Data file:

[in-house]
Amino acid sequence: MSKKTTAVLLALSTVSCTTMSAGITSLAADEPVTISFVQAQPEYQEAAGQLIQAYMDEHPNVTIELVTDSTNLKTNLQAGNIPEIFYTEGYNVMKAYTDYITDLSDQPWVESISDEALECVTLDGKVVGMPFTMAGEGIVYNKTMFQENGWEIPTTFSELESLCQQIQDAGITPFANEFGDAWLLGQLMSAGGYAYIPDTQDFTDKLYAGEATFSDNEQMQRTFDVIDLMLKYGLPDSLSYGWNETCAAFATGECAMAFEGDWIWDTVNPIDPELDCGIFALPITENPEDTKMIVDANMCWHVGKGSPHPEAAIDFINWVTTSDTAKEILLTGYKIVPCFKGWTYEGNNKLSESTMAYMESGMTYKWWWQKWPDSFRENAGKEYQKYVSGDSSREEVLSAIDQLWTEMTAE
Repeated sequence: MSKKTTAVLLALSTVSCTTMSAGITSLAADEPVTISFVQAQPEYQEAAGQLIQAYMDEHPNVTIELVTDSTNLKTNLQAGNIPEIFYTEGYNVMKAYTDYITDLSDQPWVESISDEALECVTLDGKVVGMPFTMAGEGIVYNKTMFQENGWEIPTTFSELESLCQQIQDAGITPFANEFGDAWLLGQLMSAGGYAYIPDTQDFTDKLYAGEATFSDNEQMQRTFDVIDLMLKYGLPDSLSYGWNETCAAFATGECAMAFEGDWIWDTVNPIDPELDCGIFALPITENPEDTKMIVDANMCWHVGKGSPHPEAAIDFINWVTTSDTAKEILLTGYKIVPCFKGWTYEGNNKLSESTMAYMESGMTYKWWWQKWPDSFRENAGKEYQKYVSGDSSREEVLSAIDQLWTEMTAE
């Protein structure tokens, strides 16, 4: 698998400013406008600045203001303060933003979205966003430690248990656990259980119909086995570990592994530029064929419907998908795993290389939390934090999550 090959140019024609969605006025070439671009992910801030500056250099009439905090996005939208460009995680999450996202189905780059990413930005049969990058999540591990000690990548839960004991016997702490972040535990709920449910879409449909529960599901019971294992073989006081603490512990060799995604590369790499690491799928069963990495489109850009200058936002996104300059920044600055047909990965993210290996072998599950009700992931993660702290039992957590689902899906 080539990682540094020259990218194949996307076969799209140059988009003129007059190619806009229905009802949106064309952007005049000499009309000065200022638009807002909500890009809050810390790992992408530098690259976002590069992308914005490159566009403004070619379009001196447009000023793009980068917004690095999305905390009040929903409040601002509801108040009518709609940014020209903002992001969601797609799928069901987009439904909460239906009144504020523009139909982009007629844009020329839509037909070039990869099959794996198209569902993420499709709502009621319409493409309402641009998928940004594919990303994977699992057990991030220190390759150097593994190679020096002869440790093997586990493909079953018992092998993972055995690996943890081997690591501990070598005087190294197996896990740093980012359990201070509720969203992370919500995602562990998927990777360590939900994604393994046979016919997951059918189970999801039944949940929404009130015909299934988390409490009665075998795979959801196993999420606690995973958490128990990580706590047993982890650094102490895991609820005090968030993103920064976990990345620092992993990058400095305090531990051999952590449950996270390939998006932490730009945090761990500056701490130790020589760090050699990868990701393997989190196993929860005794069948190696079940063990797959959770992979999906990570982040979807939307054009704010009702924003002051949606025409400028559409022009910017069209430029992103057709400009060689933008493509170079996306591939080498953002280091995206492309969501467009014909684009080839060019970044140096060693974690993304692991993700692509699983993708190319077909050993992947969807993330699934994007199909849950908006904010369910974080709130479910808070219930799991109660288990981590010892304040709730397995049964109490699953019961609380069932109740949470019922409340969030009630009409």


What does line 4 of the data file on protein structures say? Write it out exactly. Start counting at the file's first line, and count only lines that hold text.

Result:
């Protein structure tokens, strides 16, 4: 698998400013406008600045203001303060933003979205966003430690248990656990259980119909086995570990592994530029064929419907998908795993290389939390934090999550 090959140019024609969605006025070439671009992910801030500056250099009439905090996005939208460009995680999450996202189905780059990413930005049969990058999540591990000690990548839960004991016997702490972040535990709920449910879409449909529960599901019971294992073989006081603490512990060799995604590369790499690491799928069963990495489109850009200058936002996104300059920044600055047909990965993210290996072998599950009700992931993660702290039992957590689902899906 080539990682540094020259990218194949996307076969799209140059988009003129007059190619806009229905009802949106064309952007005049000499009309000065200022638009807002909500890009809050810390790992992408530098690259976002590069992308914005490159566009403004070619379009001196447009000023793009980068917004690095999305905390009040929903409040601002509801108040009518709609940014020209903002992001969601797609799928069901987009439904909460239906009144504020523009139909982009007629844009020329839509037909070039990869099959794996198209569902993420499709709502009621319409493409309402641009998928940004594919990303994977699992057990991030220190390759150097593994190679020096002869440790093997586990493909079953018992092998993972055995690996943890081997690591501990070598005087190294197996896990740093980012359990201070509720969203992370919500995602562990998927990777360590939900994604393994046979016919997951059918189970999801039944949940929404009130015909299934988390409490009665075998795979959801196993999420606690995973958490128990990580706590047993982890650094102490895991609820005090968030993103920064976990990345620092992993990058400095305090531990051999952590449950996270390939998006932490730009945090761990500056701490130790020589760090050699990868990701393997989190196993929860005794069948190696079940063990797959959770992979999906990570982040979807939307054009704010009702924003002051949606025409400028559409022009910017069209430029992103057709400009060689933008493509170079996306591939080498953002280091995206492309969501467009014909684009080839060019970044140096060693974690993304692991993700692509699983993708190319077909050993992947969807993330699934994007199909849950908006904010369910974080709130479910808070219930799991109660288990981590010892304040709730397995049964109490699953019961609380069932109740949470019922409340969030009630009409």